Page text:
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Title page for ETD etd-07032009-154141


Type of Document Dissertation
Author Michel, Matthew John
URN etd-07032009-154141
Title Influence of multiple environments on tadpole phenotypes: plasticity, adaptation, and conservation implications
Degree Doctor of Philosophy
Department Biological Sciences
Advisory Committee
Advisor Name Title
Gary E. Belovsky Committee Chair
Hope Hollocher Committee Member
Jessica J. Hellmann Committee Member
Rick A. Relyea Committee Member
Keywords
  • Rana sylvatica
  • phenotype-environment association
  • Dytiscus
  • behavioral plasticity
  • trophic cascade
  • trait-mediated interaction
  • diving water beetle
  • scoliosis
  • wood frog
Date of Defense 2009-04-16
Availability unrestricted
Abstract
Phenotypic plasticity is the ability of an organism to alter its phenotype in response to changing environmental conditions. The recognition that phenotypic changes often improve the fitness of individuals (i.e., are adaptive) has expanded interest in plasticity as an important driver of many ecological and evolutionary processes.

Predation risk and competition density are important environmental factors that induce adaptive phenotypic changes in many species. However, the specific impact of these factors on an individual’s phenotype depends on the foraging behavior employed by the predator, the type of competition experienced (interference vs. exploitative), and other environmental conditions.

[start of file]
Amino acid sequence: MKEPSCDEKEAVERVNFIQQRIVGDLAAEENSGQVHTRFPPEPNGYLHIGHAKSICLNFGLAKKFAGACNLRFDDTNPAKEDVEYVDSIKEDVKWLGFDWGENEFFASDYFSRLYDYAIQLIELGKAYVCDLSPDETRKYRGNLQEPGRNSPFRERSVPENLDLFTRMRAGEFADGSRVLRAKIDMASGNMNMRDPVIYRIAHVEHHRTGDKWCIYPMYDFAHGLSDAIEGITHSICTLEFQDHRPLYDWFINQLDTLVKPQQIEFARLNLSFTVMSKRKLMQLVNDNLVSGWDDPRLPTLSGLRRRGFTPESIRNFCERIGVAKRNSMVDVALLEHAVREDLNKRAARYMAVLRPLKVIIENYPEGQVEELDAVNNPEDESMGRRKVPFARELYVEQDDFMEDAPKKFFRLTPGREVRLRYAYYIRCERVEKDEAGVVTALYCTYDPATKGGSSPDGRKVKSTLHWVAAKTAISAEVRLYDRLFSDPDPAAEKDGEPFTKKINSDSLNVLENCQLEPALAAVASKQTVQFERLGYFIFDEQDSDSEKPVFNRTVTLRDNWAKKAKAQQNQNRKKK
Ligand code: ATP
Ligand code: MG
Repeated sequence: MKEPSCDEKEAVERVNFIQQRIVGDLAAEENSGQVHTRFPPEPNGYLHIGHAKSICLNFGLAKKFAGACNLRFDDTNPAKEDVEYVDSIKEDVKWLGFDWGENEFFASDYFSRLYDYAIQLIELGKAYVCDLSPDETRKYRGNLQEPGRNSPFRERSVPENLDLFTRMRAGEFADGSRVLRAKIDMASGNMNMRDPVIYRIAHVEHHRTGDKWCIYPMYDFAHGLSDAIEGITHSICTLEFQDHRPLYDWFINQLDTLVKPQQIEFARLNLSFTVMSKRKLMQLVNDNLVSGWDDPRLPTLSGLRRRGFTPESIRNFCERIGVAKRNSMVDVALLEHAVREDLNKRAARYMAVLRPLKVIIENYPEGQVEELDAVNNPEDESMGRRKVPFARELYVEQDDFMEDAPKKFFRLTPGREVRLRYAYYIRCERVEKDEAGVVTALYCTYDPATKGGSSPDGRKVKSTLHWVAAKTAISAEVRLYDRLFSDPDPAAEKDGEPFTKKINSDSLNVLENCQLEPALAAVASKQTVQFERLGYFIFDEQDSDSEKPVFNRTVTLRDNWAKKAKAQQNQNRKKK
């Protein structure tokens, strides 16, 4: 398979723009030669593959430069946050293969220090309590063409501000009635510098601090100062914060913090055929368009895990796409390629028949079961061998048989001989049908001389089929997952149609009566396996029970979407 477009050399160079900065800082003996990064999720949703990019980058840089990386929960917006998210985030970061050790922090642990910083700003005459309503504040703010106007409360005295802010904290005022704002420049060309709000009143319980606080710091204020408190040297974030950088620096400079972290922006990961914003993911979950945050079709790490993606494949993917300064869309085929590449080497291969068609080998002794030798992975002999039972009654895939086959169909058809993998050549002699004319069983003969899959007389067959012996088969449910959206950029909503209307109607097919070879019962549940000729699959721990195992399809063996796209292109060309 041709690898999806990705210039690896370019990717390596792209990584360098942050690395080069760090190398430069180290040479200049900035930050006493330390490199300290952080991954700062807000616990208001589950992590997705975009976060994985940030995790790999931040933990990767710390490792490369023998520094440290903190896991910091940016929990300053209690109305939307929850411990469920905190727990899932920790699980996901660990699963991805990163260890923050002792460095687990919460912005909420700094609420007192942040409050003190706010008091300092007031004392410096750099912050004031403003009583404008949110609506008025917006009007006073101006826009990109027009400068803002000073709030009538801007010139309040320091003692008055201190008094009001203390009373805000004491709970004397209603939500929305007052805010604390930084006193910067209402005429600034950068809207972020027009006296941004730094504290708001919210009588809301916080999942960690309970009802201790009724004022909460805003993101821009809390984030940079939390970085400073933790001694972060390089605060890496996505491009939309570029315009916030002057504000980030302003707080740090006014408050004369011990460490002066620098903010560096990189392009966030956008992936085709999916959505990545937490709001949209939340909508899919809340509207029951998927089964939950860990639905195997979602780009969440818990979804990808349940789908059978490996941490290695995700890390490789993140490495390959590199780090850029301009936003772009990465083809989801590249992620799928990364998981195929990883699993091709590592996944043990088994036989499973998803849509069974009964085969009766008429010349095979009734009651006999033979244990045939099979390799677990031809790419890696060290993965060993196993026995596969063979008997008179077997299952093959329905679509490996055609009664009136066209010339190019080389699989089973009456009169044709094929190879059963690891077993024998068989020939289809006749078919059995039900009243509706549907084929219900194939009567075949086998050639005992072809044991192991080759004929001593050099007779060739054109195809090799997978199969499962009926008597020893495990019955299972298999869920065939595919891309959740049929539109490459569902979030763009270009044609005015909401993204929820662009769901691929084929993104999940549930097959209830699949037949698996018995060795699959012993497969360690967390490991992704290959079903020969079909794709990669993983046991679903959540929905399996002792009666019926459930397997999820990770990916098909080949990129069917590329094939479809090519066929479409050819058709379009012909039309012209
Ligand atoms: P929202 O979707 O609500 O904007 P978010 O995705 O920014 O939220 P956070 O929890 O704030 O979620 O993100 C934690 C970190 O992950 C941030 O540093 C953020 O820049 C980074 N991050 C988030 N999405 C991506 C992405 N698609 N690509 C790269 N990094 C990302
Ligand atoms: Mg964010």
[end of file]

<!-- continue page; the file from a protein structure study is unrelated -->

For anuran larvae (i.e., tadpoles), the presence of vertical habitat structure may affect phenotypic responses by altering: 1) capture success and foraging behavior of predators and 2) the type and level of competition experienced. Using large-scale mesocosm experiments, I found that, compared to simple environments, tadpoles were

less likely to express adaptive behavioral and morphological phenotypes in habitats containing greater environmental complexity. For example, tadpole phenotypic responses to changes in habitat structure and competition density were adaptive, but only in the absence of predation risk. However, in a survey of natural ponds, predation risk and competition density, but not habitat structure, explained substantial portions of tadpole phenotypic variance. Even though tadpoles experience changes in multiple environmental variables, predation and competition seem to exert the greatest influence in shaping tadpole phenotypes.

Predation risk and competition intensity also interacted to modify the development of a maladaptive tadpole malformity linked to ultraviolet-B radiation overexposure. Behavioral changes of tadpoles induced by predation and competition, such as activity levels, likely mediated this effect.

Through this research, I have demonstrated that increasing environmental complexity constrains the ability of organisms to express adaptive phenotypes. Patterns of phenotypic plasticity observed in laboratory conditions do translate to natural environments, but are limited to phenotypic responses to environments that exert strong inductive and selective pressures. Furthermore, phenotypic plasticity can modify the susceptibility of organisms to the effects of environmental stressors.

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